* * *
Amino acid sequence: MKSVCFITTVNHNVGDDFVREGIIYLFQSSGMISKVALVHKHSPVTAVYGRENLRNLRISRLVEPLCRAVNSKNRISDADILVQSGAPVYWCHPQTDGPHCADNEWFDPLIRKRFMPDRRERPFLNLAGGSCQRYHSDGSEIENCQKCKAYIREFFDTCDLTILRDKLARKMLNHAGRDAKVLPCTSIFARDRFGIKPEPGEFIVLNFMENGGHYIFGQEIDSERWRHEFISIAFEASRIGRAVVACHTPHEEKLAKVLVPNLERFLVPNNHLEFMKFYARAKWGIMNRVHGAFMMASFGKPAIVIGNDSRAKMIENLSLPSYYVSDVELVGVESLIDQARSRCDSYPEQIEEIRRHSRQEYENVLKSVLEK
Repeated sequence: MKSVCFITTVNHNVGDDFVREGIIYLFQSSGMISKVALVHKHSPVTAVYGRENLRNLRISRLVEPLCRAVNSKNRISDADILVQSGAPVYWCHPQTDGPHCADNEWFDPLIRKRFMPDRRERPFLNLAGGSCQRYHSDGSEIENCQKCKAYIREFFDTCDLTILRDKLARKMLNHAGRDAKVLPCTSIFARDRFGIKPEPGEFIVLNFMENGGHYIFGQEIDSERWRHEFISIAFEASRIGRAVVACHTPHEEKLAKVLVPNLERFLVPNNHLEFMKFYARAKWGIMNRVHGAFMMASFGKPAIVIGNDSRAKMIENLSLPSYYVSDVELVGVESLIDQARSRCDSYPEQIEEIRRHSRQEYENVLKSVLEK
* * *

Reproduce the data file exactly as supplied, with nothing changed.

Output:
Amino acid sequence: MKSVCFITTVNHNVGDDFVREGIIYLFQSSGMISKVALVHKHSPVTAVYGRENLRNLRISRLVEPLCRAVNSKNRISDADILVQSGAPVYWCHPQTDGPHCADNEWFDPLIRKRFMPDRRERPFLNLAGGSCQRYHSDGSEIENCQKCKAYIREFFDTCDLTILRDKLARKMLNHAGRDAKVLPCTSIFARDRFGIKPEPGEFIVLNFMENGGHYIFGQEIDSERWRHEFISIAFEASRIGRAVVACHTPHEEKLAKVLVPNLERFLVPNNHLEFMKFYARAKWGIMNRVHGAFMMASFGKPAIVIGNDSRAKMIENLSLPSYYVSDVELVGVESLIDQARSRCDSYPEQIEEIRRHSRQEYENVLKSVLEK
Repeated sequence: MKSVCFITTVNHNVGDDFVREGIIYLFQSSGMISKVALVHKHSPVTAVYGRENLRNLRISRLVEPLCRAVNSKNRISDADILVQSGAPVYWCHPQTDGPHCADNEWFDPLIRKRFMPDRRERPFLNLAGGSCQRYHSDGSEIENCQKCKAYIREFFDTCDLTILRDKLARKMLNHAGRDAKVLPCTSIFARDRFGIKPEPGEFIVLNFMENGGHYIFGQEIDSERWRHEFISIAFEASRIGRAVVACHTPHEEKLAKVLVPNLERFLVPNNHLEFMKFYARAKWGIMNRVHGAFMMASFGKPAIVIGNDSRAKMIENLSLPSYYVSDVELVGVESLIDQARSRCDSYPEQIEEIRRHSRQEYENVLKSVLEK